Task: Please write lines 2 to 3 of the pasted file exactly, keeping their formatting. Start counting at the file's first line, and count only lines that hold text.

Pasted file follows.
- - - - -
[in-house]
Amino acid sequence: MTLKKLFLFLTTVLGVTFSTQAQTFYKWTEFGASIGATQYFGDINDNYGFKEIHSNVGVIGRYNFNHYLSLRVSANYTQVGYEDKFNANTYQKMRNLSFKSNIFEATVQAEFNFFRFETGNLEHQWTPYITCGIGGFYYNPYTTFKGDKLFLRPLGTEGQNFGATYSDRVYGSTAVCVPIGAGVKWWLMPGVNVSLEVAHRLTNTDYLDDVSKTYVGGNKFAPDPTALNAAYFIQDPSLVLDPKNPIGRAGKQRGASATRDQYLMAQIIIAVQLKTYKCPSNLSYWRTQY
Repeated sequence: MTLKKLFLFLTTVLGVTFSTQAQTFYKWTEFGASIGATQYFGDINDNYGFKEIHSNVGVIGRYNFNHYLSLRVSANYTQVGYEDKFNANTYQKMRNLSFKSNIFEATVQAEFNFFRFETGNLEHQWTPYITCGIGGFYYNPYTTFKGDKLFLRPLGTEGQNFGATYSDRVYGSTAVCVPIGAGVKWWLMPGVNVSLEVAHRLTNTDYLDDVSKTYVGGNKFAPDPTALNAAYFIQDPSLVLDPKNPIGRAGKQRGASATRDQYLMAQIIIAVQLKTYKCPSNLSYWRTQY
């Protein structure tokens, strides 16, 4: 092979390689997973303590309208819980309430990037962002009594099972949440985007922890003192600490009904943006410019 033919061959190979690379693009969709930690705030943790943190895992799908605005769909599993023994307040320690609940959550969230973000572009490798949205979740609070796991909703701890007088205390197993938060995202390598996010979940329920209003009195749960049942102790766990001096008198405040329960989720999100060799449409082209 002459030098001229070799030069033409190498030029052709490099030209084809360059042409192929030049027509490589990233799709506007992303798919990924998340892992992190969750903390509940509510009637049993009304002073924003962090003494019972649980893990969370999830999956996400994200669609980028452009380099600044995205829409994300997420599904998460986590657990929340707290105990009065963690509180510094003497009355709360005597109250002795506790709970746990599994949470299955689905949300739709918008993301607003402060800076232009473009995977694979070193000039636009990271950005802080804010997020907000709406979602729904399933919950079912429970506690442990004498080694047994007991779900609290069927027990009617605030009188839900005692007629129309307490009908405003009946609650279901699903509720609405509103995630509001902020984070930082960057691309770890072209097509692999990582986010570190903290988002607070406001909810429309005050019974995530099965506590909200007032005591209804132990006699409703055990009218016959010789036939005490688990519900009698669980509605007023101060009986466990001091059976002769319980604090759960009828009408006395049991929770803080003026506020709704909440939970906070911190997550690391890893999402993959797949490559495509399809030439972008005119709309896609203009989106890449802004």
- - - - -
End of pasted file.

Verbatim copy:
Amino acid sequence: MTLKKLFLFLTTVLGVTFSTQAQTFYKWTEFGASIGATQYFGDINDNYGFKEIHSNVGVIGRYNFNHYLSLRVSANYTQVGYEDKFNANTYQKMRNLSFKSNIFEATVQAEFNFFRFETGNLEHQWTPYITCGIGGFYYNPYTTFKGDKLFLRPLGTEGQNFGATYSDRVYGSTAVCVPIGAGVKWWLMPGVNVSLEVAHRLTNTDYLDDVSKTYVGGNKFAPDPTALNAAYFIQDPSLVLDPKNPIGRAGKQRGASATRDQYLMAQIIIAVQLKTYKCPSNLSYWRTQY
Repeated sequence: MTLKKLFLFLTTVLGVTFSTQAQTFYKWTEFGASIGATQYFGDINDNYGFKEIHSNVGVIGRYNFNHYLSLRVSANYTQVGYEDKFNANTYQKMRNLSFKSNIFEATVQAEFNFFRFETGNLEHQWTPYITCGIGGFYYNPYTTFKGDKLFLRPLGTEGQNFGATYSDRVYGSTAVCVPIGAGVKWWLMPGVNVSLEVAHRLTNTDYLDDVSKTYVGGNKFAPDPTALNAAYFIQDPSLVLDPKNPIGRAGKQRGASATRDQYLMAQIIIAVQLKTYKCPSNLSYWRTQY